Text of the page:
The Lakers combined have committed 19 technical fouls over the course of 14 games. Bryant leads the way with seven technical’s called, next would be Matt Barnes with four, though we can safely assume won’t get another for at least 7-8 weeks and slightly behind, but compiling T’s at a high-rate are Andrew Bynum, Ron Artest and Odom.
With the new league rules on what merits a technical foul, the Lakers must improve on making the necessary adjustments to be able to walk away from bad calls. Accepting calls is just another obstacle they’ll have to overcome before the team becomes affected by it.
After a player is called for a 16th technical, it results in a one game suspension and then a suspension after every other technical foul called. While this hasn’t happened to the Lakers in a while, with the new rules and low levels of tolerance demonstrated by the referees, it’s better to be safe than sorry.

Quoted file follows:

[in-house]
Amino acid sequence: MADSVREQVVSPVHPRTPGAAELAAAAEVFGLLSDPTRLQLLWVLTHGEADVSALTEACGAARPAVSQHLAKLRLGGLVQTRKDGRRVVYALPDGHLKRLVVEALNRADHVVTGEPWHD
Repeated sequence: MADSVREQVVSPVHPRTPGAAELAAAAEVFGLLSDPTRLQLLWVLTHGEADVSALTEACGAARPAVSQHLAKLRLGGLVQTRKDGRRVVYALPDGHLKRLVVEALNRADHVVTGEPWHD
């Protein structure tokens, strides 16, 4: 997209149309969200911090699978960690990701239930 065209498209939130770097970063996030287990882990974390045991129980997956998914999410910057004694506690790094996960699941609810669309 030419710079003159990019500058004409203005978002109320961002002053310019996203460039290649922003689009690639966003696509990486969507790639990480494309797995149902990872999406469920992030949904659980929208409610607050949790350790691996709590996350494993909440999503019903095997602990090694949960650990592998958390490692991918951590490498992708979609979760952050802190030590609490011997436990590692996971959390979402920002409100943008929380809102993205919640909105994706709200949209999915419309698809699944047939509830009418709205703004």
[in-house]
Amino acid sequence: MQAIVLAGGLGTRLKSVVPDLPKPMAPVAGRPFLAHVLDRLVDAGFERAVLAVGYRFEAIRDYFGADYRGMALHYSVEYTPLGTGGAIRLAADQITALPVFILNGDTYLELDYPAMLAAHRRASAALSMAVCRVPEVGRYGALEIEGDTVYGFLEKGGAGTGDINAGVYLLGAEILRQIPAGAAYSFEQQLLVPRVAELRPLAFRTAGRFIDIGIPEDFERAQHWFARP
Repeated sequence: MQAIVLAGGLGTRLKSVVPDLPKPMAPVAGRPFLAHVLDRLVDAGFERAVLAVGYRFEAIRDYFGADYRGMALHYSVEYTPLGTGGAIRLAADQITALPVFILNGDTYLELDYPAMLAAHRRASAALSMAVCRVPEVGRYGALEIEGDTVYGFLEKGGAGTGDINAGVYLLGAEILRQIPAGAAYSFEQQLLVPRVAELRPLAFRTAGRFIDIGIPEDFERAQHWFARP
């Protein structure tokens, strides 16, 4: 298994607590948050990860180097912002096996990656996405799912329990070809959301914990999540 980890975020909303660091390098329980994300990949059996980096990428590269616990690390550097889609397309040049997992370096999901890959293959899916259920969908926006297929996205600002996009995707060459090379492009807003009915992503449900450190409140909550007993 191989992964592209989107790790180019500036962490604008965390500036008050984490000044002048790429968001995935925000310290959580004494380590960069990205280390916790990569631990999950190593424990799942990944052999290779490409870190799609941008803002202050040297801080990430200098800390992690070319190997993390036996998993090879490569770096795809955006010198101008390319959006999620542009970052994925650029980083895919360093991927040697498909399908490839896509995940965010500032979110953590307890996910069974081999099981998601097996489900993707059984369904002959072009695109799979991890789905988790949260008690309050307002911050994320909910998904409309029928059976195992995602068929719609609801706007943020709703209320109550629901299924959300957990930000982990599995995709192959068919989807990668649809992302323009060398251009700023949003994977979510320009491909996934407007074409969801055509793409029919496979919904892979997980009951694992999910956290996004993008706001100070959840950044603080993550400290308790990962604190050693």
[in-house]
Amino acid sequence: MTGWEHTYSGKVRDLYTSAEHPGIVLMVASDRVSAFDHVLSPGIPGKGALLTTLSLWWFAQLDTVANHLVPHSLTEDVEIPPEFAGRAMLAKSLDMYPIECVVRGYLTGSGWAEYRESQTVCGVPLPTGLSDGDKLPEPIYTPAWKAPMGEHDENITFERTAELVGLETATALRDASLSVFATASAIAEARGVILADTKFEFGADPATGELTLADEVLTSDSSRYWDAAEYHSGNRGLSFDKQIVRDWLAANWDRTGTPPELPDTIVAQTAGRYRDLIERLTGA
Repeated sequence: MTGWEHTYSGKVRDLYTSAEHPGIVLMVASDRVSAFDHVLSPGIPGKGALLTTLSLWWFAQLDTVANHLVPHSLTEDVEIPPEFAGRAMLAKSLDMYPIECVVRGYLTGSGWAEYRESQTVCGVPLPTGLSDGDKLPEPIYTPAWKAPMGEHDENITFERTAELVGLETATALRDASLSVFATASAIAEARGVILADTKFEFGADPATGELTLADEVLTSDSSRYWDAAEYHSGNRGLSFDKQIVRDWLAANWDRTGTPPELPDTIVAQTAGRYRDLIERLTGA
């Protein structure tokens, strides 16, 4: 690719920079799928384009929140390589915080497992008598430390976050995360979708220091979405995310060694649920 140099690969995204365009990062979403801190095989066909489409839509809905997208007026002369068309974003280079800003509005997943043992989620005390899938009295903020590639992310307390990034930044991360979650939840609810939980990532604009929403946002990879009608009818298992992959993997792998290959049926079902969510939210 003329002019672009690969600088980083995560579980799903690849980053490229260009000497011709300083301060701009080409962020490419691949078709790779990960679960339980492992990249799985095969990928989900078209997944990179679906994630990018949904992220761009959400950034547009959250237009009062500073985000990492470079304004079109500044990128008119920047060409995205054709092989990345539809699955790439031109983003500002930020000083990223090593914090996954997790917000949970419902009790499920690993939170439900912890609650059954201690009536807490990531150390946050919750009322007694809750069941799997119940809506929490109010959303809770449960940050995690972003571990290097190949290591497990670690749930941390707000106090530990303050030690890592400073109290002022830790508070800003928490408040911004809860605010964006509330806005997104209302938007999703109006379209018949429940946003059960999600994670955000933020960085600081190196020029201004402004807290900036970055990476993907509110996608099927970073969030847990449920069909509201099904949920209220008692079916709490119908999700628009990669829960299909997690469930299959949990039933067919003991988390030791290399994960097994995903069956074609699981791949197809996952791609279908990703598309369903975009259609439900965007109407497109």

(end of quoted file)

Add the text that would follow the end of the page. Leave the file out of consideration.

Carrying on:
Tired of reading the statement, “Lakers simply got outworked?” Me too. Unfortunately, it isn’t enough that we as fans get tired of having to hear people harp on the Lakers’ lack of consistently sustaining their focus from start to finish, the players who actually put on their purple and gold uniforms have to get tired of hearing it too. To their credit, the Lakers had been getting better at showing up, preventing themselves from being out-worked by their opponents, but complacency started slowly creeping during their win over the Nets and was the main culprit during Sunday’s loss against the Clippers.
Look, I get it. The Lakers are coming off their third consecutive run at the finals, they’re getting older and maybe they don’t need home court advantage to make it to the finals. Even so, giving up leads for getting a little lazy is unacceptable.
The Lakers have little margin for error this time around, teams are getting to know their strengths and weaknesses and have no reservations when it comes to bringing down the champs. Regression is currently not in the Lakers’ best interest.